The School of Education at the University of Pittsburgh has issued a new report detailing the importance of talking about race and racial issues with young children. The report urges parents and teachers, both separately and in tandem, to instill a sense of positive racial identity in African American children.
According to the authors of the report, “children become aware of racial differences at an early age. Infants, as young as 3 months old, are capable of categorizing people by race. Before a child’s third birthday, they are able to attribute positive and negative traits to racial groups. By age 5, children are able to express race-based biases and preferences.”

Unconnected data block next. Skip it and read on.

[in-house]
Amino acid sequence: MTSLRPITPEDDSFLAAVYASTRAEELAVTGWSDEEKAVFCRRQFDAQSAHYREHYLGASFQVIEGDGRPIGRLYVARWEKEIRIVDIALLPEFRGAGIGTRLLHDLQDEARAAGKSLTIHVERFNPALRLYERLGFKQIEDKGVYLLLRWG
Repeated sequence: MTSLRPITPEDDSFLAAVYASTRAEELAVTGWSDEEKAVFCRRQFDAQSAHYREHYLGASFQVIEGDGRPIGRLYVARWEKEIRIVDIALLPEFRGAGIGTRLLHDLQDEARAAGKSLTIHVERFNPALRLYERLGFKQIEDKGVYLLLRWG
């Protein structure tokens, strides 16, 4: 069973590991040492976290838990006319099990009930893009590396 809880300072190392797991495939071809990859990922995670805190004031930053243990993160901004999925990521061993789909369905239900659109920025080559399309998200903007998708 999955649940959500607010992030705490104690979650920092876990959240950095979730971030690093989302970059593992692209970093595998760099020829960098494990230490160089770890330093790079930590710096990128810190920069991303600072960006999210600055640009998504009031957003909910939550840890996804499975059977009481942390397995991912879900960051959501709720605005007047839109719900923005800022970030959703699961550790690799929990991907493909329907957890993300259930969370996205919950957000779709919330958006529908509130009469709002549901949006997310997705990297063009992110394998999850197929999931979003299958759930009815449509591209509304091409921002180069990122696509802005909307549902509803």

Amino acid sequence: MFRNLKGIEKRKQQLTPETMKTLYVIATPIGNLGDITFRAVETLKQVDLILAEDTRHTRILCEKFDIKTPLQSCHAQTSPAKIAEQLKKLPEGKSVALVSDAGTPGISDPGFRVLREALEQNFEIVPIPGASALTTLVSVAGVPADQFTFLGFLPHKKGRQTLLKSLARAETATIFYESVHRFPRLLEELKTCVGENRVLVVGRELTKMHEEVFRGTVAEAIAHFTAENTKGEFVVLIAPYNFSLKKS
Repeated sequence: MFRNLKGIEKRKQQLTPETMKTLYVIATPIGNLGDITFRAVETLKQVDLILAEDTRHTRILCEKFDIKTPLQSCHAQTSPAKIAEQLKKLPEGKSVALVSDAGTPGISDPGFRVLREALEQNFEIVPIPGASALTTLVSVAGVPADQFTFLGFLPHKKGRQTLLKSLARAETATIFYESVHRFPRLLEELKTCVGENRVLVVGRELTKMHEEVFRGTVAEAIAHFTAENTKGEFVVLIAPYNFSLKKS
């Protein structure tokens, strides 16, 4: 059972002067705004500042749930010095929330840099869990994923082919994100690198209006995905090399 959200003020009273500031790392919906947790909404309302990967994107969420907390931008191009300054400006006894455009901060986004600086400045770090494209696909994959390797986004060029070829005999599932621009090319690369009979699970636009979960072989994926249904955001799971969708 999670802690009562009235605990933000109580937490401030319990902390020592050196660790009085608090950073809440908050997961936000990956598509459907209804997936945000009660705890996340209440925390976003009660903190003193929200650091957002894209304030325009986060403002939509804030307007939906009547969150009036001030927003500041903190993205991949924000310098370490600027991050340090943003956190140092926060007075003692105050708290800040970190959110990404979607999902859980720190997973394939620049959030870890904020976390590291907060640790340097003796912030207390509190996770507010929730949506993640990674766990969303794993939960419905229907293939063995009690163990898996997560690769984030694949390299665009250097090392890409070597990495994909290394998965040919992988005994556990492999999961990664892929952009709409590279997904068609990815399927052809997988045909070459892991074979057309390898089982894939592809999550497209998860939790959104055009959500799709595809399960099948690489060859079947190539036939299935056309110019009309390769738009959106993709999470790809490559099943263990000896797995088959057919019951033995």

The report states that both parents and teachers believe that fostering a sense of racial identity is important to a child’s healthy identity. But they point out that teachers and parents are often unsure about how to proceed. As a result, many tend to avoid racial topics altogether.
The authors conclude the “proactively teaching young children to recognize and appreciate cultural differences promotes positive perceptions and empathy toward others.”
The full report, Understanding PRIDE in Pittsburgh: Positive Racial Identity Development in Early Education, may be downloaded by clicking here.